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Editorial ; Gov Should Drive Real Auto Reform

Mar 27, 2007

Say what you will about Gov. Mitt Romney, but when it came to reforming the state's dysfunctional auto insurance system his administration tried everything to get the state in gear.

Unfortunately, it looks like the Patrick administration may just idle in neutral.

A group appointed by Gov. Deval Patrick to study the state's auto insurance system, which has lost dozens of carriers over the past 15 years, has recommended no groundbreaking changes in the way rates are set or high risk drivers are assigned to insurance carriers.

(We remind you that Masachusetts continues to be the ONLY state in the nation that sets the rates that auto insurers may charge customers.)

The study group acknowledges the weaknesses in the system and the apparently revolutionary concept of introducing competition into the market, and hey, at least that's something.

"The study group believes that the Massachusetts private passenger automobile insurance market is ailing, and that some form of competitive rating is essential to attract and retain insurers," the report says.

Unfortunately, the form of competitive rating the panel recommends would allow insurers to partially set their own rates - but only within ranges that are - you guessed it! - set by the state insurance commissioner.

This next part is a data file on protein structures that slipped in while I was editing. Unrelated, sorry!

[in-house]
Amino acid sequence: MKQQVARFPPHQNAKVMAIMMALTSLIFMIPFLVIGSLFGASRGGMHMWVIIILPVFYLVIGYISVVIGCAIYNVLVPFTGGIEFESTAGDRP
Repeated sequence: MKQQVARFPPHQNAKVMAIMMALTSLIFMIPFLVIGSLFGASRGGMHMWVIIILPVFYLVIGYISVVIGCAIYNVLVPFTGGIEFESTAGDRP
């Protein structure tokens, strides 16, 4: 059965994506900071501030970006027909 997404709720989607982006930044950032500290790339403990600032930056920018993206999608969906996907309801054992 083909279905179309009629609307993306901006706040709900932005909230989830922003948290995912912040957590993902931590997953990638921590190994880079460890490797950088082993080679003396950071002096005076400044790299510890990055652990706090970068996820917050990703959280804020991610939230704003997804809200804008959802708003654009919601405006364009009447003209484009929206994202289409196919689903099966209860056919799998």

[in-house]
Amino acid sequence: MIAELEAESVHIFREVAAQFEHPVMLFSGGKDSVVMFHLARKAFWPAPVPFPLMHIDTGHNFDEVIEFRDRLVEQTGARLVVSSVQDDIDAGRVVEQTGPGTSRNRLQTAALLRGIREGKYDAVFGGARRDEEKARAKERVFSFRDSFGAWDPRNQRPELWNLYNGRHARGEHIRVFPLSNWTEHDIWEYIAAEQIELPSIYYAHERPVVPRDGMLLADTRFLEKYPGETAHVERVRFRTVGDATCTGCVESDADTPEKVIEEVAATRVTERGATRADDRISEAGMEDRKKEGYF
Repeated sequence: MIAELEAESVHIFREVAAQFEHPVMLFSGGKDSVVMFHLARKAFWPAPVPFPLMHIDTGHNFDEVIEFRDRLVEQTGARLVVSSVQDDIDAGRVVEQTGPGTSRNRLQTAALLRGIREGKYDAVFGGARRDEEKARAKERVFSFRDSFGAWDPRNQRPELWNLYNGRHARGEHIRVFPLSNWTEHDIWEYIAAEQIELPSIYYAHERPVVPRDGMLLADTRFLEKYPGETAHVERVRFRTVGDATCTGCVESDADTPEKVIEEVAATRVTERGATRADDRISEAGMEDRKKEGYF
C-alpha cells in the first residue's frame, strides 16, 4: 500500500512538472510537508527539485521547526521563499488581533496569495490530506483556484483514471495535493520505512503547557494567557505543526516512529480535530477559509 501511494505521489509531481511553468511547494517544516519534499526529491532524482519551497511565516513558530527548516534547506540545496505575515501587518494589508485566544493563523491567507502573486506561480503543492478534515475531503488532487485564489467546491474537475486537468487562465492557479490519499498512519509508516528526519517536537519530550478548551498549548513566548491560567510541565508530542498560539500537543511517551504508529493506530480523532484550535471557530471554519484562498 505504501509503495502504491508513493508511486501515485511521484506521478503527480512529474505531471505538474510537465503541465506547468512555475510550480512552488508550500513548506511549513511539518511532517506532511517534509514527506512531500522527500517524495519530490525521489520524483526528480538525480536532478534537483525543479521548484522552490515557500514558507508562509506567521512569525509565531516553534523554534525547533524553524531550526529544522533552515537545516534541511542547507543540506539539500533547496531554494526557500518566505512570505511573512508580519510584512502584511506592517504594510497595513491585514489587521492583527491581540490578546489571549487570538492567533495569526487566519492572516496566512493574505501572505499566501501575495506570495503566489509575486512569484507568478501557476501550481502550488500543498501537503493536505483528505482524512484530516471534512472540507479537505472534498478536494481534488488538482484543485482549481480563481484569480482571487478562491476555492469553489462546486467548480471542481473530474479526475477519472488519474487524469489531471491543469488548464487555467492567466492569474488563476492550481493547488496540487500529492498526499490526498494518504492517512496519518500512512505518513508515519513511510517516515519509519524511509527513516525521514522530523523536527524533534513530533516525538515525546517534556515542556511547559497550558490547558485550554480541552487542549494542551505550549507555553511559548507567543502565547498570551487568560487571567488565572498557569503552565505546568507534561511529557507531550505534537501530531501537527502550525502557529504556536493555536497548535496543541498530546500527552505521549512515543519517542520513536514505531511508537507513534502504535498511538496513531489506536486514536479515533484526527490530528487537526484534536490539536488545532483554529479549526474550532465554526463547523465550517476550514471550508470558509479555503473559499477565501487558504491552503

In addition, the study group recommends backing off the model introduced by the Romney administration that would more fairly assign high-risk drivers among the state's insurance carriers - a system that would have forced carriers to "own" their own drivers and led to stepped-up efforts at reducing claims and rooting out fraud.

Instead, the panel wants to wait out a series of minor rules changes that were made earlier this year to see if they level the playing field. We're not holding our breath.

The panel also recommends stronger enforcement of traffic laws and better road maintenance to reduce the number of claims. That's fine, but let's not pretend that Geico or Allstate is suddenly going to be beating a path to the commonwealth's door if we install cameras at tricky intersections.

Rep. Ronald Mariano (D-Quincy) last year proposed sensible reforms that called for phasing in competition while including protections for consumers to avoid "rate shock." If only Patrick's panel had studied his bill, first.

(c) 2007 Boston Herald. Provided by ProQuest Information and Learning. All rights Reserved.

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